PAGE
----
The leave application period to be at least 2 to 8 days depending on the person's relationship to the deceased. Funeral leaves will only be granted for loss of an immediate family member, that is, a member of the nuclear family, life partners, personal friends, and other closely related relatives. Immediate family members are employee's parents, spouse, sons, daughter, stepchildren, parents-in-law, grandparents, bother in laws, sister in law, grandchild, daughter in law and son in law. For the immediate family member, eight days will be granted. For the loss of another relative two days of leave will be awarded. According to Knights, David, and Hugh (24), The difference in the leave days is because of the mourning period of an immediate family member could take much longer than that of any other family member.
For the leave period, full-time employees will be paid while the part-time employees will not be paid. The full-time employees will be paid according to their regular rates of payment. The part-time employees will not receive benefits for their funeral leave period, that is they will not be paid.
If paid leave is granted for a specified period, the employee could extend the leave period by other paid-leave times, for example, vacation days, holidays or sick-leave days.
To obtain a funeral leave, it is not a must for employees to attend the funeral. As long as the leave application is valid, the company should not bother finding out whether the person granted the leave will attend the funeral or not (Howard, 50).
However, the employee must offer proof that the loss happened. The type of evidence to be given is a confirmation of death through which the employer will be sure that the employee is applying for the leave and not just an excuse to have off days.
Employees must fill the official funeral leave policy which will be available at the department. The form will be submitted to the human resources office to grant permission of leave. All the necessary details must be filled out. Some of the features include the relationship of the employee to the deceased, the date of the funeral and the proof that the death has occurred.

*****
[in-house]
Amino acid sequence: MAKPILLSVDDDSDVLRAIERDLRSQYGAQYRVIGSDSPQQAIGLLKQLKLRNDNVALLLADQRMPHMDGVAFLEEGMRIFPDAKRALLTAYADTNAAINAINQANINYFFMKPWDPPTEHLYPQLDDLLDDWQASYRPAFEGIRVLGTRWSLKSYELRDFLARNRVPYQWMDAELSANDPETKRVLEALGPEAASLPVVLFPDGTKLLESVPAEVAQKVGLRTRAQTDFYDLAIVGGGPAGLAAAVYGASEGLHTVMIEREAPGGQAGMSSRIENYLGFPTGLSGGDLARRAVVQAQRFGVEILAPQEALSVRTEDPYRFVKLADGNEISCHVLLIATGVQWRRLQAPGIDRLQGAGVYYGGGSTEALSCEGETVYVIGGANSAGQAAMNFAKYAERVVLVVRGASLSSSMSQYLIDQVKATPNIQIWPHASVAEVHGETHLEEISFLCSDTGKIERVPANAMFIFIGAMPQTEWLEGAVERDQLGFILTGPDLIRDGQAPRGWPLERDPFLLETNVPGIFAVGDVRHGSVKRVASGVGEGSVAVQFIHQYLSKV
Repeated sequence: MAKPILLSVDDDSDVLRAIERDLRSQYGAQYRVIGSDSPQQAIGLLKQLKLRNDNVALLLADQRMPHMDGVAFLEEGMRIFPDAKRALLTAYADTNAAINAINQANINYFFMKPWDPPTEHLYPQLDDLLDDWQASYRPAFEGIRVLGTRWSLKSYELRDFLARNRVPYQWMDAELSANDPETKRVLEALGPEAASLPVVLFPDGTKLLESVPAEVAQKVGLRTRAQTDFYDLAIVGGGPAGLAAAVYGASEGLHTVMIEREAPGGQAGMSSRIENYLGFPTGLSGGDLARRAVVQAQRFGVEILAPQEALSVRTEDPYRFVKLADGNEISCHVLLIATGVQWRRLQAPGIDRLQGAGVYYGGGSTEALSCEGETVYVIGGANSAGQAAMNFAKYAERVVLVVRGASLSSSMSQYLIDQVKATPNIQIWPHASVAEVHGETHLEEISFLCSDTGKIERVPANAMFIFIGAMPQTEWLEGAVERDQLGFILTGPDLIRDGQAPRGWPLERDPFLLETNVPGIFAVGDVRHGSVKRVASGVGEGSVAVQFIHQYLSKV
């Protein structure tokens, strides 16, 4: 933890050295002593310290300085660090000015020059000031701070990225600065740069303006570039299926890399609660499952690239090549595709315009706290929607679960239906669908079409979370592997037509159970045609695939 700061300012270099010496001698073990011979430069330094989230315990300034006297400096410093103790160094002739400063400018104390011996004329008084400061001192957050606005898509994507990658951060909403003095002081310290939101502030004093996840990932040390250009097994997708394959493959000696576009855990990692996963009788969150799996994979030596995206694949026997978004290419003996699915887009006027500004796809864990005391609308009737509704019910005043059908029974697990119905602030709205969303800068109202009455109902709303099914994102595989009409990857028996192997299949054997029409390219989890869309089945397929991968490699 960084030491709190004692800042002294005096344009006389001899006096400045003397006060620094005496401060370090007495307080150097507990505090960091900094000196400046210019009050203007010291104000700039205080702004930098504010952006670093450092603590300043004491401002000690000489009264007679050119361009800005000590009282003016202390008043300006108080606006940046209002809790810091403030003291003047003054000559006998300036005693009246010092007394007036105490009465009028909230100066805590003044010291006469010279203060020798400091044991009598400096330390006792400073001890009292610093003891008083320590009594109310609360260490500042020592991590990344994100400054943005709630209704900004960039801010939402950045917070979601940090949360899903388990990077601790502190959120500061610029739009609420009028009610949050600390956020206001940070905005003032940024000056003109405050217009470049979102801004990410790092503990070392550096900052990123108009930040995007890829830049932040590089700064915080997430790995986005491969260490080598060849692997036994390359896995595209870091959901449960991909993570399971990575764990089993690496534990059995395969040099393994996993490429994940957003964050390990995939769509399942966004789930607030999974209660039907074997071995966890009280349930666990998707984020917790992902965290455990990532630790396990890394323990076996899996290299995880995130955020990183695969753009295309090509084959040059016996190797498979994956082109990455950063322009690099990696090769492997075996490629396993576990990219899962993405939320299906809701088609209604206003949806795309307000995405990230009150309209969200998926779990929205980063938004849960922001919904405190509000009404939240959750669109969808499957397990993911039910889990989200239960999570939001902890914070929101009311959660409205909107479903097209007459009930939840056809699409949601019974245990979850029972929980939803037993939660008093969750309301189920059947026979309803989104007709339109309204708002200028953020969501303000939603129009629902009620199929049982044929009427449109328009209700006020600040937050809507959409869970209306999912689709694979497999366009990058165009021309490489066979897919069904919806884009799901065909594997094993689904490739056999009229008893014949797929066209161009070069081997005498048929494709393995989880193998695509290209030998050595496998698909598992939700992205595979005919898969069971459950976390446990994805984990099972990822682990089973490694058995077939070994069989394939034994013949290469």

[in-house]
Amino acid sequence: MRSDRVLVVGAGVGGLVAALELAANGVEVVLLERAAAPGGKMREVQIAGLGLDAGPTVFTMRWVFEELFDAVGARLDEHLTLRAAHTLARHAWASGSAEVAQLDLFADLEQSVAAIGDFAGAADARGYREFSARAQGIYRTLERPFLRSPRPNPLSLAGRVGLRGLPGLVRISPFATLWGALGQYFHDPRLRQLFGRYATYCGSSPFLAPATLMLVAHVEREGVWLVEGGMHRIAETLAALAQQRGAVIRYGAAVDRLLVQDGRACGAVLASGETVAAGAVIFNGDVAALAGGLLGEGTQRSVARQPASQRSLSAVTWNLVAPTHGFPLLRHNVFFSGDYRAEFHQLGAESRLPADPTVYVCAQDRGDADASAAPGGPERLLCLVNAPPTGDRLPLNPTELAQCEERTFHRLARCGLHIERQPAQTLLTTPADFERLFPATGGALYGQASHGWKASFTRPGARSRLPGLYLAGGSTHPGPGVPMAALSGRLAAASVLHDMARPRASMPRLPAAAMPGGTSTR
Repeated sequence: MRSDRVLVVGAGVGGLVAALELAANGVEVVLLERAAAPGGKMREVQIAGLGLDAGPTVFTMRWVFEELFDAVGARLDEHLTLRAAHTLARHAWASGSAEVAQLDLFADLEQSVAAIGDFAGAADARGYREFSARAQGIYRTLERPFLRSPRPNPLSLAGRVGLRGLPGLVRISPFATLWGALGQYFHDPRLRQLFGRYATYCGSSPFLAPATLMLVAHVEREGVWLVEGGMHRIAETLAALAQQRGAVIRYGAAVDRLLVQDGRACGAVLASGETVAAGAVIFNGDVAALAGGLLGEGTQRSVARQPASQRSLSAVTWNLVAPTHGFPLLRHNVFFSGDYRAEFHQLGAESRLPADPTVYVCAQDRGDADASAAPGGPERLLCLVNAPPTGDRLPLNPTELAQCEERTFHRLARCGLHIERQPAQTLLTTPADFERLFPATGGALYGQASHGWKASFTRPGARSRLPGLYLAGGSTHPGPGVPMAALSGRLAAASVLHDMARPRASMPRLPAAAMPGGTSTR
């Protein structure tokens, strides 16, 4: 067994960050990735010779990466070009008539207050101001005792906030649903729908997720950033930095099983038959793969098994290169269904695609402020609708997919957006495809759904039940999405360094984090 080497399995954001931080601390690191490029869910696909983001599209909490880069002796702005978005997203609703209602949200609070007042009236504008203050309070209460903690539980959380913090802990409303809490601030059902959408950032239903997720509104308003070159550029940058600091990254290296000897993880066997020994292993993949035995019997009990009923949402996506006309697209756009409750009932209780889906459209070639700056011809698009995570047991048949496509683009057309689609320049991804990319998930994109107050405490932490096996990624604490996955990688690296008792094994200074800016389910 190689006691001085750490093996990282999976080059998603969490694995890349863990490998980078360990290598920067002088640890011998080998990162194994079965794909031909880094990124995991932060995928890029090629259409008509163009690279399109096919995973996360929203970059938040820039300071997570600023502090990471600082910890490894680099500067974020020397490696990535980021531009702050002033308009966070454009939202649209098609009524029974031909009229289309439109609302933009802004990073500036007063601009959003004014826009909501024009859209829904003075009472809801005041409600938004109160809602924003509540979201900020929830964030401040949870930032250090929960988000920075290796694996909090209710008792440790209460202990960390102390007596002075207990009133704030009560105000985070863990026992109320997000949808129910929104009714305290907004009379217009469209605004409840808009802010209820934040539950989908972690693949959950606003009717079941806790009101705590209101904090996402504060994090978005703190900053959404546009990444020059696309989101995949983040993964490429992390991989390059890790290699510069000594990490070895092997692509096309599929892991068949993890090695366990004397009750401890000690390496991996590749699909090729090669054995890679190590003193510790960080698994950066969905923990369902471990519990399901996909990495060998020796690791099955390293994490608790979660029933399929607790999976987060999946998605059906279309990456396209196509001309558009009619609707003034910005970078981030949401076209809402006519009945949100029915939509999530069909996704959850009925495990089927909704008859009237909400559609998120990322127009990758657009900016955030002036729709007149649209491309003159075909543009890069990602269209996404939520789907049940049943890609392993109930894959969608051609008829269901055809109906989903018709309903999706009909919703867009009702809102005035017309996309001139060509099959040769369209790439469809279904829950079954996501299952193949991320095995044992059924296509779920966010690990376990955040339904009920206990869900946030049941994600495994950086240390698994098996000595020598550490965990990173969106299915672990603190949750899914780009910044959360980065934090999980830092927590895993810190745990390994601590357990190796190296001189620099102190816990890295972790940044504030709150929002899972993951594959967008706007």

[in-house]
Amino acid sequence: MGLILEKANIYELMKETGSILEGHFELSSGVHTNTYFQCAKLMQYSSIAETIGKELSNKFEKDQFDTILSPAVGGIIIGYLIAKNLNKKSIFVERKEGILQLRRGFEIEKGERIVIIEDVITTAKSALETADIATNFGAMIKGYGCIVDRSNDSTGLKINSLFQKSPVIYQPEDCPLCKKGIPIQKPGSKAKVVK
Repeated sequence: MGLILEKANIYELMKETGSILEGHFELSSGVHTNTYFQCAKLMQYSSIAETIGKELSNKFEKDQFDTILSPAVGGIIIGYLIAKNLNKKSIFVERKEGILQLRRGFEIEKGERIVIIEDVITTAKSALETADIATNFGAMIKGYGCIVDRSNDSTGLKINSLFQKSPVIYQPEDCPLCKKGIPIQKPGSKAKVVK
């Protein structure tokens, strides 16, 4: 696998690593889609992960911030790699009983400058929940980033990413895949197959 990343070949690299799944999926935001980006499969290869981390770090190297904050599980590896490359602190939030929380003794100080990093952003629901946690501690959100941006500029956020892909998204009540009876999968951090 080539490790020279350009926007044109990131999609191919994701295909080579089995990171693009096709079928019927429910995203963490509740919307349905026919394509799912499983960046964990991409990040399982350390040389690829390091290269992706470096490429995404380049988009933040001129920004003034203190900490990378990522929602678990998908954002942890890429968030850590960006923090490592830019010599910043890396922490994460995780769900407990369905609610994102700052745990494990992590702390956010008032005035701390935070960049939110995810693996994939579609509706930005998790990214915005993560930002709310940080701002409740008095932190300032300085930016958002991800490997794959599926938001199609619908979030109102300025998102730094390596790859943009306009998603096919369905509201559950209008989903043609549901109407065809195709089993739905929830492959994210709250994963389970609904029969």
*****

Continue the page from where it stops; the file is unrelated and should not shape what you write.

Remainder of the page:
The employee must request the leave at least five days before the day of the funeral. This will necessitate the organization to make adjustments for the days the employee will be on vacation. The human resource department will also have time to analyze the validity of the leave and grant or deny it accordingly.
The human resources department on behalf of the employer can grant or envy the leave. The leave application process started off from the employee's department and submitted to the human resources. The hr. manager has the authority to deny or grant the leave on behalf of the employer.
Andrew B. Dawson, “Collective Bargaining Agreements in Corporate Reorganizations,” American Bankruptcy Law Journal, 84(1), 2010, pp. 103–121
Dorothy Sue Cobble, “Union Strategies for Organizing and Representing the New Service Workforce,” Proceedings of the 43rd Annual Meeting of the Industrial Relations Research Association (Madison, WI: IRRA, 1991), p. 76.
James A. Craft and Marian M. Extejt, “New Strategies in Union Organizing,” Working Paper Series (Pittsburgh, PA: University of Pittsburgh, 1982), p. 304.
Howard Raiffa, The Art & Science of negotiation (Cambridge, Mass: Belknap Press/Harvard University Press, 1982), pp. 44–51.
Herod, Andrew. "The production of scale in United States labor relations." Area (1991): 82-88.
Rabban, David M. "Is unionization compatible with professionalism?." ILR Review 45.1 (1991): 97-112..
Knights, David, and Hugh Willmott, eds. Labor process theory. Springer, 2016.
Holley, William H. The Labor Relations Process. 11th ed., Cengage Learning,